Another Case for Speed Cameras: Young Kids Can’t Hear Oncoming Cars

The Wall Street Journal yesterday published the results of a study on how sensitive kids and adults are to the sounds of oncoming vehicles. The findings should be a wake-up call to parents of young children in NYC, where speeding in the vicinity of schools is rampant.

Marty Golden doesn't want speed cameras near NYC schools, where motorists are putting kids' lives at risk.

Using headphones to listen to the sounds of a car approaching at 5, 12, and 25 miles per hour, participants pressed a computer key when they heard the vehicle, when they identified its direction, and when they thought it had arrived at their location. From the Journal:

Adults detected the car significantly earlier than children, though 8- and 9-year-olds heard the car before 6- and 7-year-olds. Adults detected the vehicle traveling at 5 miles per hour at a distance of about 48 feet, compared with 35 feet for younger children and 41 feet for older children. On average, the vehicle was significantly closer to children than adults when it was detected.

Researchers found that the car was detected earlier at 25 mph, when the noises were loudest, but noted that pedestrians have less time to react to faster-moving vehicles, which are more likely to cause serious injury and death. The study said that the detection abilities of kids age 10 and older tend to resemble those of adults. “Older children were better than younger children at determining when a vehicle had arrived at their location,” the Journal said.

The Journal points out that the study did not include environmental sounds that pedestrians usually are exposed to, in addition to car noise.

The study was published by Accident Analysis & Prevention, and was funded in part by Nissan.

Data from NYC DOT show that at 100 locations, 75 percent or more drivers were found speeding within a quarter-mile of a school. DOT wants speed cameras placed near city schools to slow drivers down. While it has the support of NYPD, City Council Speaker Christine Quinn, and the State Assembly, NYC’s first-ever speed camera program has run into opposition from State Senator Marty Golden, the Patrolmen’s Benevolent Association, and AAA New York.

More than 13,000 children ages five to nine are struck by motorists while crossing the street in the U.S. every year, according to figures cited by the Journal. According to crash data compiled by Streetsblog, at least six kids under the age of nine have been killed by NYC motorists since March 2012. Speeding was the leading factor in fatal NYC crashes last year.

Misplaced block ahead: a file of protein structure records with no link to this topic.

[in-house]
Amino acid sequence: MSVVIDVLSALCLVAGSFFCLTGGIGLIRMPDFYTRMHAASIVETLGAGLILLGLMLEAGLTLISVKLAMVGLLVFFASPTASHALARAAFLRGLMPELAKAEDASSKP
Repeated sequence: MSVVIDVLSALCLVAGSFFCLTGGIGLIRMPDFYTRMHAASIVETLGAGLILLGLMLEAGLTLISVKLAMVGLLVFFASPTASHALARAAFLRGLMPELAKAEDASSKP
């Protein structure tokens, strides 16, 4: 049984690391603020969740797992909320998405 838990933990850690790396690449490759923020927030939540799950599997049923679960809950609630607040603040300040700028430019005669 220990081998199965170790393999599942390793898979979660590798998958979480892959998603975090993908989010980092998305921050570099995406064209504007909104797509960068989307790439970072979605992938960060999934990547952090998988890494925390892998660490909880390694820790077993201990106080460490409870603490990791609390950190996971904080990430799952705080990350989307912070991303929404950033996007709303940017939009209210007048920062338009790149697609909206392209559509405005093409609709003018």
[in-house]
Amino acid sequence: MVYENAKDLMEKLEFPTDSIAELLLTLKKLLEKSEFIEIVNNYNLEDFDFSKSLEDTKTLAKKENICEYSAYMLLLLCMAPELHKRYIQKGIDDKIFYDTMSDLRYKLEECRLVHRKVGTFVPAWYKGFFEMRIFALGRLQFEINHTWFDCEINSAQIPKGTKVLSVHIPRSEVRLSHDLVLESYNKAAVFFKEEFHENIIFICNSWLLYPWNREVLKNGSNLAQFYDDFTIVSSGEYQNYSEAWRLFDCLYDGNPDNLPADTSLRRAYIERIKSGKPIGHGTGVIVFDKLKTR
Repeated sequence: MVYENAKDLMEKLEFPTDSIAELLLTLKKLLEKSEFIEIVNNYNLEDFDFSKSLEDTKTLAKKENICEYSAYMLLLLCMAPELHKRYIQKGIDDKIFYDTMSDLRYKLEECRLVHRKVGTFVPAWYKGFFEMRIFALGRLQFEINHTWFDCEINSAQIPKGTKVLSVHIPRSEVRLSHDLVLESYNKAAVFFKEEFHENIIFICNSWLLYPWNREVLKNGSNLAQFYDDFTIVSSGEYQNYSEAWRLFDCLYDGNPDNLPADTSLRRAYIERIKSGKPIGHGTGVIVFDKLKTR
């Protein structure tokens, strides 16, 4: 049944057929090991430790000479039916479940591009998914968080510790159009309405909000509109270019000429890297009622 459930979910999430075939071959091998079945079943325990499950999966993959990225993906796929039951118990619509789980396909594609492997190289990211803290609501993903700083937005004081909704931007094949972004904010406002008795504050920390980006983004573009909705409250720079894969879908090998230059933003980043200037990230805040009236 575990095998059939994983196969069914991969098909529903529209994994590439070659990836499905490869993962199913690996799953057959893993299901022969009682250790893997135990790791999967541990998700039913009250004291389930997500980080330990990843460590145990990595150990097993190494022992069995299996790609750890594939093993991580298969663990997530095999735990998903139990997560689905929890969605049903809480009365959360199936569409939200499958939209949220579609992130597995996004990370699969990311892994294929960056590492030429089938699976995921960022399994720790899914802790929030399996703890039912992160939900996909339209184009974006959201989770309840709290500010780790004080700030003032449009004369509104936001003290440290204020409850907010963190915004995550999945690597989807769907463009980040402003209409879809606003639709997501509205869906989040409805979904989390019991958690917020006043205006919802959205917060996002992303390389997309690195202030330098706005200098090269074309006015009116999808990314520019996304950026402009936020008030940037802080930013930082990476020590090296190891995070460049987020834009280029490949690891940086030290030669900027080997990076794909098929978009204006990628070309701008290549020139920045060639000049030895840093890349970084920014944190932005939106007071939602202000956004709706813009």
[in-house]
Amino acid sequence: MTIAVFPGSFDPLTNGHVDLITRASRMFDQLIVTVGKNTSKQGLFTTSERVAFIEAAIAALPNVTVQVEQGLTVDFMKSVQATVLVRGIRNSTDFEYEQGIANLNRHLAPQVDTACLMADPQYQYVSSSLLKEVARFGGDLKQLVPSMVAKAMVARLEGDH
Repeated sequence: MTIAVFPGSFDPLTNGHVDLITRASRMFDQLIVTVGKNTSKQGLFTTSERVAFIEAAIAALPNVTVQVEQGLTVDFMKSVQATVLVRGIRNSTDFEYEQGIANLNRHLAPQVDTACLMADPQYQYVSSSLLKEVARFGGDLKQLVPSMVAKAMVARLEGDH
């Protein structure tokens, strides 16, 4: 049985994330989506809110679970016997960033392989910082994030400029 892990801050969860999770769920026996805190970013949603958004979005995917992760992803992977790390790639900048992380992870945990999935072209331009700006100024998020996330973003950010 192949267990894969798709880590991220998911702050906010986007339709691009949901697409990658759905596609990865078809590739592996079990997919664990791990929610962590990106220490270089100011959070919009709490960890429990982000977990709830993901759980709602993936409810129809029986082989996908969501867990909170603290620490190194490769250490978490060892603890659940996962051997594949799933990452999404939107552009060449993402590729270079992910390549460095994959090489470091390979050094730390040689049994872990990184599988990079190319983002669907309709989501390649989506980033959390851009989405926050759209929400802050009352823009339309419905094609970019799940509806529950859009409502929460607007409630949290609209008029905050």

Streetsblog has an message in with Golden’s office concerning his reported campaign to keep speed cameras out of NYC.

(h/t to krstrois)

  • Anonymous

    I’m trying to understand the City DOT stat reported above, that “75% or more [of] drivers were found speeding within a quarter-mile of a school.”

    What, precisely, does that mean? That, of all vehicles observed to be in motion w/i a 0.25-mile radius of the schools in question, at least 75% of them were observed at each moment to be traveling in excess of the posted speed limit?

    If that limit is, say, 20 mph (reduced from the city-streets-standard 30), then I can grasp the picture painted by the stat. But I have a harder time if the speeding benchmark is 30 mph. That three-quarters or more of vehicles are *always* exceeding 30 mph (which is what the stat appears to say) strains credulity, notwithstanding the chronic lack of driver due care — given occasional traffic lights, stop signs, mini-traffic jams, etc.,

    I’ve looked at the DOT press release on school speeding, and it’s no help re how the stat was derived. Can anyone out there shed some light on this?

  • Joe R.

    I think if a vehicle speeds at least once, even if only for moments, within 1/4 of a mile of a school zone, it’s included in that 75%. That’s the only way these figures would make any sense. The average and median speeds of free-flowing traffic near school zones would be a much more relevant figure I would think than the percentage of speeders.

  • Anonymous

    @disqus_dlP91vGbzC:disqus I agree on all counts, Joe. But I still don’t quite get how even speeding just once (or not) would be measured. Wouldn’t some monitor have to follow every vehicle that appears w/i 1/4 mile of the school in question, for the duration of its trip within that radius? How, exactly, would that be done?

  • Joe R.

    You make a good point about exactly how data like this would be gathered. One way would be putting a GPS on every car and downloading the data later (this obviously wasn’t done). I might guess they simply set up radar stations at a few locations within a 1/4 mile of a school, logged the speed of every passing car, discarded data during times when traffic was slowed by lights or congestion, and arrived at the 75% figure. Of course, this methodology pretty much makes the data worthless and useless, but as we both know, it isn’t hard to gather a set of data which supports any conclusion if you’re willing to discard portions of your data set.

  • Anonymous

    Bingo. Thanks Joe.


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